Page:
The mainstream media says six Vallejo, California police officers shot aspiring rap artist Willie McCoy as he slept in his car. McCoy had passed out with a stolen gun in his lap in a Taco Bell drive-through. The bigger question for many in the community, now that police have released bodycam video from a number of officers: Did the police use excessive force?
Leave it to the Brits to react with shock and horror to the sensational story. From the UK Daily Mail:
Shocking police footage shows the moment an aspiring rapper was shot dead by several officers who fired at him multiple times as he was apparently sleeping in the drive-thru of a Taco Bell in California.
Vallejo police released nearly 30 minutes of footage on Friday showing the shooting death of Willie McCoy, 21.
The 30-minute video begins with an explanation of the Vallejo police department’s version of events on the night of February 9 when they found McCoy slumped in the driver’s seat of Taco Bell parking lot with a gun in his lap around 10.30pm.
As they were investigating, police said that McCoy suddenly made a movement towards the gun in his lap.
And there you have it. Mr. McCoy failed to follow repeated police directives to raise his hands. Instead, he reached down to his lap where a handgun with an extended magazine rested.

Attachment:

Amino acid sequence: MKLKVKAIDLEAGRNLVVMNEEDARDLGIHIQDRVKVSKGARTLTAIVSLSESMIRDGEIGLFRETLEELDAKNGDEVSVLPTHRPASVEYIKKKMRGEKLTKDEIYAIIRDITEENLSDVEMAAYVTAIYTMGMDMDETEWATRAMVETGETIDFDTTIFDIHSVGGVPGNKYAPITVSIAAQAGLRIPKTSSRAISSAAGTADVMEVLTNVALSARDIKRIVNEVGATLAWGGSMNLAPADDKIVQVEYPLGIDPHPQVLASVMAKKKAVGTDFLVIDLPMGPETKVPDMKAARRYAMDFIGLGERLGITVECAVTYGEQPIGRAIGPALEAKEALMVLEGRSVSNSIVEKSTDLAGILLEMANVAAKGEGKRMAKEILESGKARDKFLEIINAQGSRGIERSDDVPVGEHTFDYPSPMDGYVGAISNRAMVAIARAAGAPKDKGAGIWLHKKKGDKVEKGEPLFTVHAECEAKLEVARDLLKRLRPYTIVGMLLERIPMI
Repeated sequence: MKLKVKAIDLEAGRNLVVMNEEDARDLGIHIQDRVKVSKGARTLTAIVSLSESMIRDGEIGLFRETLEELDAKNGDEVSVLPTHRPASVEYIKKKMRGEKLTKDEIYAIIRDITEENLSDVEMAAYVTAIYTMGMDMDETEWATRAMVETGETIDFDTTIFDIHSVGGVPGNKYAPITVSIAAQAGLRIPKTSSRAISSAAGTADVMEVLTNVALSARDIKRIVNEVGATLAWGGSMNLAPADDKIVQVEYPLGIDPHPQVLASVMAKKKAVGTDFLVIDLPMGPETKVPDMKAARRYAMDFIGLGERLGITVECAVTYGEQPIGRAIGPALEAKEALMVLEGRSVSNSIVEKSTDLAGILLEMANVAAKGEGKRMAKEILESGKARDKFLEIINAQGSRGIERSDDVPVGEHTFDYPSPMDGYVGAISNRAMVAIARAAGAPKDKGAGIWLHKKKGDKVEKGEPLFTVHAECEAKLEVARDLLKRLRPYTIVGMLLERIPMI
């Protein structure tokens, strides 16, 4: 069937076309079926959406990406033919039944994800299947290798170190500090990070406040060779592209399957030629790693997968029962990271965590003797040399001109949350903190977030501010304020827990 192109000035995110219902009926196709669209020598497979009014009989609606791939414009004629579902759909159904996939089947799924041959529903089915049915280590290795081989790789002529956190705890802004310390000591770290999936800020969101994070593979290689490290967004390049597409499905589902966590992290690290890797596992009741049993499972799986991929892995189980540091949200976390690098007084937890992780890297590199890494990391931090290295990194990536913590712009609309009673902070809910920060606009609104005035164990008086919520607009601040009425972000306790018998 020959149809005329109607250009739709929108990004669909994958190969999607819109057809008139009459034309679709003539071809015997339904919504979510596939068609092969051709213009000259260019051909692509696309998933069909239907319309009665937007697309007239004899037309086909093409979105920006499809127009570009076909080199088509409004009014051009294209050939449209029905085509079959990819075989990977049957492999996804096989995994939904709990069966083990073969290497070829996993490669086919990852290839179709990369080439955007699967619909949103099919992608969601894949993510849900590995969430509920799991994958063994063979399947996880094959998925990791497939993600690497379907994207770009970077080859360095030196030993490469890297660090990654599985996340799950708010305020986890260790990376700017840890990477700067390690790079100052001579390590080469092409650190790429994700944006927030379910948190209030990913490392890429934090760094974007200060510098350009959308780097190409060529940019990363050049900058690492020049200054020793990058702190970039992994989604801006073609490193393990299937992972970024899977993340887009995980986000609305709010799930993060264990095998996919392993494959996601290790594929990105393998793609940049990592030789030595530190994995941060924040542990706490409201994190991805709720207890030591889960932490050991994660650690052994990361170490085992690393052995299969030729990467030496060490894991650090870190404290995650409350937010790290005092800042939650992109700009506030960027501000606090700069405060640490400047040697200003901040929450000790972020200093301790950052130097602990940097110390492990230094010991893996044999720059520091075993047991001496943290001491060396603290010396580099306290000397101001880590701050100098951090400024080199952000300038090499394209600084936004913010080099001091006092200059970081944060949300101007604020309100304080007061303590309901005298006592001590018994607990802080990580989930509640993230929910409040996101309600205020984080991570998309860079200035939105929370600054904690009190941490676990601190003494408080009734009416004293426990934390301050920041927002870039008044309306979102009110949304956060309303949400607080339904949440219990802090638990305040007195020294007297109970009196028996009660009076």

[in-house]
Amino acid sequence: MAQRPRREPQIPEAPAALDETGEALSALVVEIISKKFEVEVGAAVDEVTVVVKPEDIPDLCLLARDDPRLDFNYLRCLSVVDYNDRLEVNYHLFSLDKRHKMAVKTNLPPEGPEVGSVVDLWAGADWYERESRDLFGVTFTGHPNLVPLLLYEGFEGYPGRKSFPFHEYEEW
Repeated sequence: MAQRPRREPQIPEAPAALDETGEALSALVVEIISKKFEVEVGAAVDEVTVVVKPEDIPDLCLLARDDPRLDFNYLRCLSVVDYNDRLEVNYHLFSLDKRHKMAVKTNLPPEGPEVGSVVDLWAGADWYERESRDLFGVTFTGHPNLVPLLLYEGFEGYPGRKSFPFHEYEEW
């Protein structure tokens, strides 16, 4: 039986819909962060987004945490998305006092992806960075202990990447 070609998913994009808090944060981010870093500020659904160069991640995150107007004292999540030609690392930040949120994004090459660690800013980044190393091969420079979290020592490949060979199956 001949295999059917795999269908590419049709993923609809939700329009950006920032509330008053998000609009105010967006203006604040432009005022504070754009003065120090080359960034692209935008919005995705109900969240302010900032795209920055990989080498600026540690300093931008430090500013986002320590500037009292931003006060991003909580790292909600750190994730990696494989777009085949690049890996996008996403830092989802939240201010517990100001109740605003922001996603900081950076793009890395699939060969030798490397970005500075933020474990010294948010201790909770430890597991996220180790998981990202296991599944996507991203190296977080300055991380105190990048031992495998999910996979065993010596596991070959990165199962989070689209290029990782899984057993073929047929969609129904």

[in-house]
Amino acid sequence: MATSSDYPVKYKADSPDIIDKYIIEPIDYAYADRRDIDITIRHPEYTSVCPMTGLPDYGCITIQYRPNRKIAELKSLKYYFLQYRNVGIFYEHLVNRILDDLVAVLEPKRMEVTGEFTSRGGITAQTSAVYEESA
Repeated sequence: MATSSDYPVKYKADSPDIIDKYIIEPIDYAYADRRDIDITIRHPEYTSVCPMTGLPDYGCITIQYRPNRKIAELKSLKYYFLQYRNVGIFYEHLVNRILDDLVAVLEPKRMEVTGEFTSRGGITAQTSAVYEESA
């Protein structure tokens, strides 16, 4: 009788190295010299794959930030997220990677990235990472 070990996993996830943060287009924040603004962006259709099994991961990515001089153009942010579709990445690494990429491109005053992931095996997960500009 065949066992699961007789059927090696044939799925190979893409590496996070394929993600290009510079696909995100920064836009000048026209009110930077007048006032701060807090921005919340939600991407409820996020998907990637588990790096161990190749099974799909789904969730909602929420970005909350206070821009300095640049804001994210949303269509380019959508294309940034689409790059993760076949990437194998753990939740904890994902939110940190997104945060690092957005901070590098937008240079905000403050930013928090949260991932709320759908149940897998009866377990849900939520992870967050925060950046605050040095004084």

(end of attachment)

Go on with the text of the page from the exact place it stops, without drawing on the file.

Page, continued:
The Daily Mail has plenty of company in sensationalizing this tragic story.
— Daily Star (@Daily_Star) February 13, 2019
Here’s the bodycam video as released by the Vallejo PD. Skip to about the 6:00 mark to when Mr. McCoy begins to wake up. The gunfire starts about about 6:50. Caution: it’s disturbing video with some NSFW language.
When McCoy ignored the “hands up!” command and instead reached down to his lap, cops opened fire. Vallejo redacted the footage of cops dragging him out of the car, still alive, and then administering first aid. Mr. McCoy quickly succumbed to his injuries at the scene.
Again, the fact that this man had a gun in his lap and ignored police commands while reaching toward the gun makes this a pretty clear-cut case of justifiable self-defense by the cops. Investigators would later trace the stolen gun back to Oregon.
The question plenty of people are no doubt are asking: Did the cops over-react and use excessive force. Certainly the deceased’s family has retained a lawyer who has field suit, claiming police negligence.
To the untrained, six officers firing multiple rounds into an aspiring rap artist in his Mercedes Benz will undoubtedly seem heavy-handed. However, detached reflection is not demanded (or easily found) in the presence of an upraised knife. Or a hand reaching for a gun.
Clint Smith from Thunder Ranch sums up his thoughts on shooting bad guys multiple times, as needed:
“If I shoot him and he keeps coming? Shoot him again. …and again and again and again and repeat as required until what I want to happen happens.”
Indeed. Smith is right.
Sadly for his family, Mr. McCoy made a series of bad decisions that night that tragically ended in his death. No one forced him to illegally carry a stolen firearm on his lap while driving. No one made him consume illegal drugs or pass out behind the wheel in a fast food drive-through. And Mr. McCoy still could have averted disaster that night by simply raising his hands in response to multiple officers shouting for him to show his hands.